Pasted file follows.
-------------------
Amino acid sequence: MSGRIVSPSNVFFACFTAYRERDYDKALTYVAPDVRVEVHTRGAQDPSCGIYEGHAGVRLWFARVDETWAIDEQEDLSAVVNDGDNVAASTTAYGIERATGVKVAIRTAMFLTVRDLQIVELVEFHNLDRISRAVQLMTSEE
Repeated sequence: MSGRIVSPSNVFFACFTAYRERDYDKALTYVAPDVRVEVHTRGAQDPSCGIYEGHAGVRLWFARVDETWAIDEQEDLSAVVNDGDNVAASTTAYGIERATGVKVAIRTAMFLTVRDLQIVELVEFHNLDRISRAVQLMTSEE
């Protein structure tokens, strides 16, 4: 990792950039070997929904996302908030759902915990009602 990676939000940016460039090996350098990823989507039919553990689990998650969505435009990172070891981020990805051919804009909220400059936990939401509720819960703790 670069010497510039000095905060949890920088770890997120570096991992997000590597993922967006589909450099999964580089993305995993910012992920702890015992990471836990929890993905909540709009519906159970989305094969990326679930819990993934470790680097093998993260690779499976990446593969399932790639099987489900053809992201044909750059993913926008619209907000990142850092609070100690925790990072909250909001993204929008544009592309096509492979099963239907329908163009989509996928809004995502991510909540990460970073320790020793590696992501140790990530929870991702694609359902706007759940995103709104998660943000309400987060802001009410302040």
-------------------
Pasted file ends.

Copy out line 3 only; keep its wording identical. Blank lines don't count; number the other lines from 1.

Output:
């Protein structure tokens, strides 16, 4: 990792950039070997929904996302908030759902915990009602 990676939000940016460039090996350098990823989507039919553990689990998650969505435009990172070891981020990805051919804009909220400059936990939401509720819960703790 670069010497510039000095905060949890920088770890997120570096991992997000590597993922967006589909450099999964580089993305995993910012992920702890015992990471836990929890993905909540709009519906159970989305094969990326679930819990993934470790680097093998993260690779499976990446593969399932790639099987489900053809992201044909750059993913926008619209907000990142850092609070100690925790990072909250909001993204929008544009592309096509492979099963239907329908163009989509996928809004995502991510909540990460970073320790020793590696992501140790990530929870991702694609359902706007759940995103709104998660943000309400987060802001009410302040």